A Chronicle of Outrage Marketing Part 4: The Legend Grows

As this is part four, a short recap. Baen published an anthology with the theme of Daves. A handful of people said ‘huh?’. Nick Mamatas made a pointed observation about affirmadave action and Baen editor Christopher Ruocchio posted many tweets as a consequence. Larry Correia joined in. Bounding into Comics joined in. Dave Freer joined in. Part 1, Part 2 and Part 3.

The other day I said that “I’m keen to watch this unfold because it is the sort of thing that in a years time will have transmogrified and become part of Puppy-lore i.e. that time the whole of liberal/SJW/antifa/Bernie Sanders formed a giant army to destroy the careers of every writer ever called Dave, or some such.”

A key part of this process is to grow the legend and cement the story of victory. To see this we have to wander into Facebook.

First of all over to Christopher Ruocchio who has some positive sales news for the flock of Daves.

“Well, the near vertical, 700,000-place jump in the Amazon ebook rankings for the title in question you see here coincides with the day he announced the book was cancelled.”

The minor criticism has now been elevated to Nick M announcing that the Dave anthology had been cancelled! There is a circular kind of negation here. If Nick M really has helped the anthology then there was no need to be cross with Nick M but then if Chris Ruocchio hadn’t been cross etc. The key takeaway, apparently the jump in sales wasn’t due to how great the stories were (at least if Chris R is to be believed).

Still, that is only a mild bit of hyperbole. What we need is the Roucchio v mildly bemused Mamatas exchange to be raised up to fantasy epic proportions and for that you need Larry Correia [archive link].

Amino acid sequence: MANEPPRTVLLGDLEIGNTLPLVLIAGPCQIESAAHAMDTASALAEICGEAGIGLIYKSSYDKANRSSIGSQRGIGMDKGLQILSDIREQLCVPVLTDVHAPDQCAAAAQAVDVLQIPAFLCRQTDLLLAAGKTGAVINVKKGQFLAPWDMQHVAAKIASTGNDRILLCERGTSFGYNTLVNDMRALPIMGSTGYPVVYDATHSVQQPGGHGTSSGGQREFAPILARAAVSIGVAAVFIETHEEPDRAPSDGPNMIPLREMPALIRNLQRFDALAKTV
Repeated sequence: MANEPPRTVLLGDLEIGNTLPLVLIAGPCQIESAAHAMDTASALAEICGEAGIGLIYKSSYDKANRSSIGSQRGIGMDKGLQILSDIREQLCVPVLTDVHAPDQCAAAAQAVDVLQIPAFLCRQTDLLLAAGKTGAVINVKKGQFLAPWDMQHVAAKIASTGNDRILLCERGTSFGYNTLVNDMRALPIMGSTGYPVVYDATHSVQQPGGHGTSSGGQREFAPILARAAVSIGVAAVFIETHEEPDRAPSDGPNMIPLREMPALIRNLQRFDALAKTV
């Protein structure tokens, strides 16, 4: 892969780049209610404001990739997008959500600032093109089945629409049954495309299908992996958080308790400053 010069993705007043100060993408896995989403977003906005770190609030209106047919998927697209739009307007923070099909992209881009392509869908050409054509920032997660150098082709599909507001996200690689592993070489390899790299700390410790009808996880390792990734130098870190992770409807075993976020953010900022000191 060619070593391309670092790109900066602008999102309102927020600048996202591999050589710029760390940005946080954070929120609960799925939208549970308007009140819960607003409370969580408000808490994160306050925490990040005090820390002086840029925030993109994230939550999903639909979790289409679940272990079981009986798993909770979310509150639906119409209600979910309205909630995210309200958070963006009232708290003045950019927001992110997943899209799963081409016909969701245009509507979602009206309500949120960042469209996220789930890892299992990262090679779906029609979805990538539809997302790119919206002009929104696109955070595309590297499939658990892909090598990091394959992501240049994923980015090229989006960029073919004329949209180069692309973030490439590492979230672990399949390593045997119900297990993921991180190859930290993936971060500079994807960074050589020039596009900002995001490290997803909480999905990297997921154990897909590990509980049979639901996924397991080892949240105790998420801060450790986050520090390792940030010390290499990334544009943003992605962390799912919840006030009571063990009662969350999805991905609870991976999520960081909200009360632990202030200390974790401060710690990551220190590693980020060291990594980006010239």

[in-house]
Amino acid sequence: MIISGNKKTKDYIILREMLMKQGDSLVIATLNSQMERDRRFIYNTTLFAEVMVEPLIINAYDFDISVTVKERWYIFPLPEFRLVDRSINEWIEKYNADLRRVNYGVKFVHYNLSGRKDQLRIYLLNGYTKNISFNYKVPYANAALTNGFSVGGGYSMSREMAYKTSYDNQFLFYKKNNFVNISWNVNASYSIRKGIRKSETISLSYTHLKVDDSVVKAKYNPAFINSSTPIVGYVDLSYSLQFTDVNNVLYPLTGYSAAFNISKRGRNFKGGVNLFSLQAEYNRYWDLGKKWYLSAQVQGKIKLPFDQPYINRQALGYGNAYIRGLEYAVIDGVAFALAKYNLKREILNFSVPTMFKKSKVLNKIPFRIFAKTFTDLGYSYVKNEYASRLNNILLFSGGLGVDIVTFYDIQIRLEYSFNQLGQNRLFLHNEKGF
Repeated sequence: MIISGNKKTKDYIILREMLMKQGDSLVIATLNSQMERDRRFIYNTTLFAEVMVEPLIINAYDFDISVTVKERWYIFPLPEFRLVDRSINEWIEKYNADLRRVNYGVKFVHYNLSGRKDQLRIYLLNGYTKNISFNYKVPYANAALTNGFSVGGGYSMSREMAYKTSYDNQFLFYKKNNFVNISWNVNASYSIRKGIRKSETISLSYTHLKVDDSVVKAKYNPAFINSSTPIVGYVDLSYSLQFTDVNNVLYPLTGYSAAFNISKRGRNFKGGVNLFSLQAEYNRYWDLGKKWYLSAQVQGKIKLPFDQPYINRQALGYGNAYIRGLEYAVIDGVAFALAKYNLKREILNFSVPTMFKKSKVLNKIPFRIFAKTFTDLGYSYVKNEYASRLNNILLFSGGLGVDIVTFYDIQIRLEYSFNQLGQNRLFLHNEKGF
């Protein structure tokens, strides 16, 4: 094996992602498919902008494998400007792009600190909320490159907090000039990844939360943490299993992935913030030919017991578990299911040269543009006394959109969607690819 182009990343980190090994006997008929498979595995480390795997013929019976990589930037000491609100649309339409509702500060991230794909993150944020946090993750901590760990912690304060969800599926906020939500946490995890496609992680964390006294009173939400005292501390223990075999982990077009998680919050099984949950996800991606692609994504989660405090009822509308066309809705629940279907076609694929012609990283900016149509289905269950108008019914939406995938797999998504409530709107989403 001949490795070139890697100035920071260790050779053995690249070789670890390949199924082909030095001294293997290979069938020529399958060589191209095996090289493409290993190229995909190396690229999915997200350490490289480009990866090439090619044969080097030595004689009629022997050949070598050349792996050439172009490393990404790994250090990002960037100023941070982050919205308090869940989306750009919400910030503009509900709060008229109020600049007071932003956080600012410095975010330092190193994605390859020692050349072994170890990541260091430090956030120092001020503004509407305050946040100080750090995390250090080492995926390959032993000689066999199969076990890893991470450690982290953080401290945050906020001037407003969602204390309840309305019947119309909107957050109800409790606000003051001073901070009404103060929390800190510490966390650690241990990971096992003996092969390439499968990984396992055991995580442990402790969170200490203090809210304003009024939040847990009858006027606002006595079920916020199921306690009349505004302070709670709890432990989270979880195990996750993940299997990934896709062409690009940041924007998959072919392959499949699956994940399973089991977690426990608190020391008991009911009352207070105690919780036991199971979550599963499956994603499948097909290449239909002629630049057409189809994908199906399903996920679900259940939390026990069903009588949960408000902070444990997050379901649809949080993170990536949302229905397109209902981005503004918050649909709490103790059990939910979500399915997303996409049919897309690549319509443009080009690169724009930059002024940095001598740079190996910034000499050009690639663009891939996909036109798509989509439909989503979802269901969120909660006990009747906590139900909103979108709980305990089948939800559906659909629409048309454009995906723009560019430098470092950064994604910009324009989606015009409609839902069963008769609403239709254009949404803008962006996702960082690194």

” However, SJWs, led by a particular dumb motherfucker named Nick Mamatas (a super bitter puppy kicker) got all outraged, because “diversity” and apparently having a book of all Daves wasn’t “inclusive” (well no shit, sherlock) and this was a super huge OUTRAGE! “

The ‘outrage’ remember was a Brittany Speers gif.

“Now, normally cancel culture just steam rolls publishers, because its a business filled with cry babies and wimps. However, this publisher is Baen, who don’t care, and the guy running their social media is a Chestertonian bad ass, who told Mamatas to get bent. “

Brave Baen valiantly defended from the one slightly snarky Tweet and a Brittany Speers by the noble defended of truth and justice.

“And also, where were you assholes when we did an anthology that was all female to show that women have always been part of sci-fi? (they totally ignored that one because it didn’t fit their narrative of perpetual victimhood). “

What Larry’s logic here is unclear. Was he hoping that mythical SJWs would attack that previous anthology so it would boost sales or was he saying the SJWs should have supported the anthology, which, in Larry’s logic would have reduced sales? I’m not sure but he does raise a good question: where were you?

The anthology in question was Women of Futures Past (2016) edited by Kristine Kathryn Rusch (https://www.baen.com/women-of-futures-past.html ). You can read all about it at this wonderful science fiction fanzine I often visit: http://file770.com/collected-classic-sf-by-women/ That post had over a hundred comments by the way.

But you know which website you CAN’T read about it? Oh, did you guess “Monster Hunter Nation”? Because you are right!

Yeah but maybe he promoted it on Facebook:

Apparently not! I can’t imagine what was so different about the Baen anthology about Women and the Baen anthology about Daves…

Meanwhile:

“But see that great big spike on the graph there? That is what happens when creators actually stand up for themselves and fight back against the SJW lynch mobs.”

Not just a mob now but a “lynch mob”, armed to the teeth with rolling eye emojis and snark.


34 thoughts on “A Chronicle of Outrage Marketing Part 4: The Legend Grows

  1. It’s a bit freaky that since you started chronicling this thing, they’ve still kept on the same predictable path.

    I notice Larry is swift to adopt the royal “we” about something he’s had nothing previously to do with.

    Liked by 3 people

      1. If they’re not the lone heroes standing off against the mighty SJW lynch mob, then who are they? A bunch of nonentities, most of whom can aspire to no more than mediocrity. It’s hard to cast off that kind of psychological reinforcement.

        Liked by 2 people